Taliban leader Hibatullah Akhunzada has said that global pressures on the group – over its restrictions on women’s rights in Afghanistan – “would not leave an impact” but it will and has increased a lack of trust environment in their relationship with the world, two sources aware of the matter said on Friday.
The remarks were made by Hibatullah in a meeting in Kandahar with commanders of the Taliban corps on Thursday, the sources said.
Taliban in a statement confirmed the meeting and said Hibatullah has stressed the need for the implementation of the Sharia law by the commanders in their activities.
The sources said the commanders have called for reforms in their ranks and an increase in financial support and facilities.
More details were not out from Hibatullah’s meeting in Kandahar where a UN delegation met last month with Taliban officials, asking them to allow women to resume their work at non-governmental organizations.
In over one and a half years of its rule in Afghanistan, the Taliban under the decrees of Hibatullah has banned women from attending universities, working in NGOs, attending public places and girls from secondary schools.
The group this week banned female students from attending entrance exams for enrolment at private universities.
Taliban’s ban on women aid workers led to the suspension of operations of many major aid agencies. Some aid organizations, including Save the Children and CARE, resumed parts of their activities in health and nutrition but have called for the full participation of women in aid operations to help those in need.
Ned Price, the US State Department’s spokesman, at a press briefing on Thursday said the Taliban cannot expect the respect and support of the international community until they respect the human rights and fundamental freedoms of all Afghans, including women and girls.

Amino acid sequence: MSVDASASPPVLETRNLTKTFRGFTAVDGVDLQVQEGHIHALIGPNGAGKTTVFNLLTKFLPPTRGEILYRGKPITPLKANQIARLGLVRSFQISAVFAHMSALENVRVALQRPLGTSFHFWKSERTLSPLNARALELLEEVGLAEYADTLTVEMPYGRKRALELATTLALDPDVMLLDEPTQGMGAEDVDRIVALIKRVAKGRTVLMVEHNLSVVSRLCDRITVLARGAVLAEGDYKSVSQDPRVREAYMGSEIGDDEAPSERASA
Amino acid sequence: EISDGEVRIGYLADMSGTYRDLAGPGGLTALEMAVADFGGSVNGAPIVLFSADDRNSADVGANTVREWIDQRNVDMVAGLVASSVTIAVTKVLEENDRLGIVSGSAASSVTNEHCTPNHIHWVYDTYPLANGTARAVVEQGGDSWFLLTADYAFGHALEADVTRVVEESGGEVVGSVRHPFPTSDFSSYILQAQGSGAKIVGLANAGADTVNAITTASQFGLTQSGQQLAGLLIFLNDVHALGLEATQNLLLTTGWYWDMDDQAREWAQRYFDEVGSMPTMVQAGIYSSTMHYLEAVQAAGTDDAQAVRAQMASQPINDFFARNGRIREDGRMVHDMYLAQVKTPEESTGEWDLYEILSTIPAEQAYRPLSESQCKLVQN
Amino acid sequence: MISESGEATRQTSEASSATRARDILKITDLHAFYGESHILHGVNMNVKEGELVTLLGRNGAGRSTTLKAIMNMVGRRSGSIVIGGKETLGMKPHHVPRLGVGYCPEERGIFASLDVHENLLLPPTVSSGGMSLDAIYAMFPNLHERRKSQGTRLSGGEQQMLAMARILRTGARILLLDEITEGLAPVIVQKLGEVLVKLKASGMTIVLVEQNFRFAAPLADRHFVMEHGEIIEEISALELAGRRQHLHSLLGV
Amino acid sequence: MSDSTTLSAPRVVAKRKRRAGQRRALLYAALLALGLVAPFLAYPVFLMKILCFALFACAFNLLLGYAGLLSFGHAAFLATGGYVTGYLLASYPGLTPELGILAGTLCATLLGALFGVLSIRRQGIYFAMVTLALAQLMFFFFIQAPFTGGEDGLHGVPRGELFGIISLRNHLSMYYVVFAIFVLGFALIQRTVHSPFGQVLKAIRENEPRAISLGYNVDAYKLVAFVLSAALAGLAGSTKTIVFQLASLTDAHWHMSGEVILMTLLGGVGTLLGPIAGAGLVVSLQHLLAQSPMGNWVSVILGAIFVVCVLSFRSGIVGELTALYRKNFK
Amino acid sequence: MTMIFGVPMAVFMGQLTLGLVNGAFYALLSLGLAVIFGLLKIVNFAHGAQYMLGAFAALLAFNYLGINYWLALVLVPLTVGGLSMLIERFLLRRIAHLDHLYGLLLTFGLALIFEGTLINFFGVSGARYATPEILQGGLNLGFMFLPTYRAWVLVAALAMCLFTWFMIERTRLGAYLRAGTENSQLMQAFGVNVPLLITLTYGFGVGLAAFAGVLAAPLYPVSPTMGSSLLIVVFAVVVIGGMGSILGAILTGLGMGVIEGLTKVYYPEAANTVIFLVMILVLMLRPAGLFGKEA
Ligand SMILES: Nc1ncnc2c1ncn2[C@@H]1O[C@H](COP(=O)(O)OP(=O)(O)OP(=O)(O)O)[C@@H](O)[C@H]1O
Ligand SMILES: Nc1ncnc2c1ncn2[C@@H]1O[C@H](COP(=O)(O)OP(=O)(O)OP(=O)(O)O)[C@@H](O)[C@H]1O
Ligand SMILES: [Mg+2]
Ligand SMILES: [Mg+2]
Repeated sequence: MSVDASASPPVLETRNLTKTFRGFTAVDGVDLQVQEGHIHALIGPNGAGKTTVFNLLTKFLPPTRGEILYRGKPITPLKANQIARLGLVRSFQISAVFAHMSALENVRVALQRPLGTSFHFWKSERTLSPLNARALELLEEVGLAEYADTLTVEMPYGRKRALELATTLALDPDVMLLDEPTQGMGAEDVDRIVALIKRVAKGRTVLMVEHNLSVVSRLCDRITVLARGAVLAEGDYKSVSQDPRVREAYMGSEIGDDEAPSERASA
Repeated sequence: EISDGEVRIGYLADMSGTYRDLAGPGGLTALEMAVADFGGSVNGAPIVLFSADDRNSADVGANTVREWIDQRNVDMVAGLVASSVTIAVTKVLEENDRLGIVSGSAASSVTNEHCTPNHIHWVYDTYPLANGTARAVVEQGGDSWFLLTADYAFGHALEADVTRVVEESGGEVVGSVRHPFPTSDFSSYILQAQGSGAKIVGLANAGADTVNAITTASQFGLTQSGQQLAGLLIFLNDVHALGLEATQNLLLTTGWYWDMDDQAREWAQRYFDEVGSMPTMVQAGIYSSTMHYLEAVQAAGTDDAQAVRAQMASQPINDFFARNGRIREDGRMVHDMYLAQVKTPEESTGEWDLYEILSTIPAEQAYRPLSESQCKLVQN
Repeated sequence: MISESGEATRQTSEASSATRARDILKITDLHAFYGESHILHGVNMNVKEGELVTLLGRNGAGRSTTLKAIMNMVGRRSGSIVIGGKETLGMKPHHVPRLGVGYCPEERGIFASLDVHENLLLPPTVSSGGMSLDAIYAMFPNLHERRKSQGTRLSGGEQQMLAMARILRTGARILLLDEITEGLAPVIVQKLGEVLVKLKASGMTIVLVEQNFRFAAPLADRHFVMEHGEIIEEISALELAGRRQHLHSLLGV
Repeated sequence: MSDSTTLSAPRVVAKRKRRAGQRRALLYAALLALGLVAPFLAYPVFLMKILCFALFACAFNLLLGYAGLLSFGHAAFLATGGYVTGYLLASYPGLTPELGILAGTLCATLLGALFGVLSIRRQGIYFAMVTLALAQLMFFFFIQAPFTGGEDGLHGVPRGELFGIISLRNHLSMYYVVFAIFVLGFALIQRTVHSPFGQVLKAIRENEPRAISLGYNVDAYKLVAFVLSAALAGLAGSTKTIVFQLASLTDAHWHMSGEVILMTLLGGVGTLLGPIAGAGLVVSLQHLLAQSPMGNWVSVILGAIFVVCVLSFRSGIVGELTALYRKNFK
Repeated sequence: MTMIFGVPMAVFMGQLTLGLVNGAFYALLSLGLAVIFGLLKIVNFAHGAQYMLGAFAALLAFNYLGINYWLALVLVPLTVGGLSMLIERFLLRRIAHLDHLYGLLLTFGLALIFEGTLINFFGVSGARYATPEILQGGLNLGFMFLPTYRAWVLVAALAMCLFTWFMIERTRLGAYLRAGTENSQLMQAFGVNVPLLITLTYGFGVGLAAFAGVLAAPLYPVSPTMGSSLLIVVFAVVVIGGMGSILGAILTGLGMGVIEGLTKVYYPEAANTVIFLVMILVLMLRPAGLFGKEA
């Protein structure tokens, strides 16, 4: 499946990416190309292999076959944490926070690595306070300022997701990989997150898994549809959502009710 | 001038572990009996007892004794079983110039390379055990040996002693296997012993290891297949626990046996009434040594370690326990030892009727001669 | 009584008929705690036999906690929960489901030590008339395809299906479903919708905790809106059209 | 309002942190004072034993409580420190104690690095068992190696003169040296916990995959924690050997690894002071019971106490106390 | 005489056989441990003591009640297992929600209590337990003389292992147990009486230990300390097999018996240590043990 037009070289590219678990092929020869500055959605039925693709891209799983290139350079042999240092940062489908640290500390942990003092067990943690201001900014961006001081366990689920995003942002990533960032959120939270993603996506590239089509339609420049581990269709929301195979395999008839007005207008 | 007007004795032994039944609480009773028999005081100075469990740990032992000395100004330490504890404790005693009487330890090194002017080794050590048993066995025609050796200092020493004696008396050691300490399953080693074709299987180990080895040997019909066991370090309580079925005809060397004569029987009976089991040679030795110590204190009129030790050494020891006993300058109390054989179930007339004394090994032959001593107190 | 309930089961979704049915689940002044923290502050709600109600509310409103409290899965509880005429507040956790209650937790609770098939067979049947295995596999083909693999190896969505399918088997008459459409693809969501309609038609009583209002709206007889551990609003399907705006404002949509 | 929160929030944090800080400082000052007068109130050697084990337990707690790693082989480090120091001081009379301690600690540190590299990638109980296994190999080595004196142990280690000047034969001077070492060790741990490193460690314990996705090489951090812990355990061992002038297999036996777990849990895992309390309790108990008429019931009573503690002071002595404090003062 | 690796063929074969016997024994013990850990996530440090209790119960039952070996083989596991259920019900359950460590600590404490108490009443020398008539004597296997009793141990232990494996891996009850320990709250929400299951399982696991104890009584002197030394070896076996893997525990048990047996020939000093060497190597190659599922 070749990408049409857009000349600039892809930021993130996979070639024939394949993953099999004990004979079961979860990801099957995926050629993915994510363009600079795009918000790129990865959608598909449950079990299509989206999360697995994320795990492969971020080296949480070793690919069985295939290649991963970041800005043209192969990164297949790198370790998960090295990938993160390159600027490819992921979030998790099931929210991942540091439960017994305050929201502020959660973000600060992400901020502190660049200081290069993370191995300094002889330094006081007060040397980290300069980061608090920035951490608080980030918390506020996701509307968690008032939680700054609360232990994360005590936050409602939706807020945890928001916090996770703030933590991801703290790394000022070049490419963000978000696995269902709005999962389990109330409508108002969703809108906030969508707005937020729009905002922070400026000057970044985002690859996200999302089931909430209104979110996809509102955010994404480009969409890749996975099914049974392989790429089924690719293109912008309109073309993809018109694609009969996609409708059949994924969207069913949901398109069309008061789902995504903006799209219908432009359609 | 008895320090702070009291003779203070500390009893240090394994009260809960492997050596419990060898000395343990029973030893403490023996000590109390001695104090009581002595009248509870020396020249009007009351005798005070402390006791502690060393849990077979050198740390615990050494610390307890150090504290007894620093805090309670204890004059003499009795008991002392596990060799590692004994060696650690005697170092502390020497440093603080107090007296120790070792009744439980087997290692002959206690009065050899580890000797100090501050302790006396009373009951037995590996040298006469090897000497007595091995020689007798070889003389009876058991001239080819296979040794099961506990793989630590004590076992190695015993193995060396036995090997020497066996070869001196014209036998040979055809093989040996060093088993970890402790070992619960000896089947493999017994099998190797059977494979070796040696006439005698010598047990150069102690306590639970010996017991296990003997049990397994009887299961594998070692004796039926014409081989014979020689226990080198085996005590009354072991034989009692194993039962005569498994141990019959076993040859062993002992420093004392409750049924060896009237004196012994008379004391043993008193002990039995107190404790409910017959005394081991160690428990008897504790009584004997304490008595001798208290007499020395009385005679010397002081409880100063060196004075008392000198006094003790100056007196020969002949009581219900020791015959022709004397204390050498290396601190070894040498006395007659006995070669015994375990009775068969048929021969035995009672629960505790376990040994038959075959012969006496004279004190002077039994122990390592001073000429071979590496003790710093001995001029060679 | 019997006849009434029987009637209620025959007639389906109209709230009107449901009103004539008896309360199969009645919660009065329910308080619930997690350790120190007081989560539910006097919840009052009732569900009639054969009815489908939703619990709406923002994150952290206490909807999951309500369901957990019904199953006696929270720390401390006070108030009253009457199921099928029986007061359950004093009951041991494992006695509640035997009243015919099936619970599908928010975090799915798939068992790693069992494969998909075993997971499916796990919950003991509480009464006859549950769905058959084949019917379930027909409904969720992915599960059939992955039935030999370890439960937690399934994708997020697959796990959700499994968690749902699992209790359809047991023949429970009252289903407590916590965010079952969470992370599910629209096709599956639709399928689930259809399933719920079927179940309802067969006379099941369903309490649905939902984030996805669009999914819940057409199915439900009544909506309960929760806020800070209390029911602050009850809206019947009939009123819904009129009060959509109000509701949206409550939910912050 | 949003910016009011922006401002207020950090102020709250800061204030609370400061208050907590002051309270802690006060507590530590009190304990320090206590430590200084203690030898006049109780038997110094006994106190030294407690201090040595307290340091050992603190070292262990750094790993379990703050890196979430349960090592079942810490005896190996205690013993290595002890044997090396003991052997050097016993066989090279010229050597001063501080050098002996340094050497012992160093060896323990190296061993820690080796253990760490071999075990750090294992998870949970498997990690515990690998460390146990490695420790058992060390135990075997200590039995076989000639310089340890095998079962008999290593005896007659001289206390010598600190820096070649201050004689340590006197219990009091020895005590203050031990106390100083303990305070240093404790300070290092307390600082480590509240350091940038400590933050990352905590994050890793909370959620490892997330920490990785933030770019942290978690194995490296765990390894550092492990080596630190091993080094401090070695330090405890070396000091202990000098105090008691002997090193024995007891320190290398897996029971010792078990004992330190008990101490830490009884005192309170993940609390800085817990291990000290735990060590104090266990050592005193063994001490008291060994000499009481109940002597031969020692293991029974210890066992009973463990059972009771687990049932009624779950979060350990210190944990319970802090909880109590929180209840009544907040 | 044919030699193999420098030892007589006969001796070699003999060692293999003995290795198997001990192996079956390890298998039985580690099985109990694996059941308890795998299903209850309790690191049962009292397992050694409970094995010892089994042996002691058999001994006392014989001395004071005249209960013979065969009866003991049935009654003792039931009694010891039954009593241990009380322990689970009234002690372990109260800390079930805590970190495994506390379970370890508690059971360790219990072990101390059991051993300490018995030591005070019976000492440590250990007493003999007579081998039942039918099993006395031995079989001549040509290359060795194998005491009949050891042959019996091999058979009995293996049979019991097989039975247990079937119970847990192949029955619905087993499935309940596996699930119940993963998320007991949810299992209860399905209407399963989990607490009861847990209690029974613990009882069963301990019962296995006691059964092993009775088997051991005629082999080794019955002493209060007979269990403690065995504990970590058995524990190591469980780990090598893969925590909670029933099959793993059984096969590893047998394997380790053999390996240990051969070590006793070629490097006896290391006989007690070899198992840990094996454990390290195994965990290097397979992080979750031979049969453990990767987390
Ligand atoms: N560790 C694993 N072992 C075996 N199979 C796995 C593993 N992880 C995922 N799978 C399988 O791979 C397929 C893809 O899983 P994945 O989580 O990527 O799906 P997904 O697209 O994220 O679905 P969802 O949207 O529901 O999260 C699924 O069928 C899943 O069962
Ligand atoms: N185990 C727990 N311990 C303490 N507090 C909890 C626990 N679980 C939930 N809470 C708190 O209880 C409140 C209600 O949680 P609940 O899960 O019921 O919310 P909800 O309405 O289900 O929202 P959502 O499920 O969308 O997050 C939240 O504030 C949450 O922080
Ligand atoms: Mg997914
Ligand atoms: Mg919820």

“We seek to make very clear to the Taliban that it cannot have it both ways, that it can fail to uphold its commitments to the Afghan people and thereby close all avenues of opportunity for improved relations,” Price said.
Meanwhile, the European Union special envoy for Afghanistan, Tomas Niklasson, in a tweet on Thursday said he had three days of meetings with Pakistani officials where they discussed “consequences of the Taliban’s decision to prevent millions of Afghans from accessing humanitarian assistance by banning Afghan women from NGO work.”
“The Taliban’s ban will hit Afghans most in need, in particular women and children, at the worst possible time. We also discussed the need for inclusive government and to protect human rights and freedoms,” Niklasson said.
“While we do not wish to isolate Afghanistan, recognition of the Taliban regime is not on the table,” the EU envoy said. “We agreed on the need for the region and the broader international community to continue working together for the benefits of the people of Afghanistan.”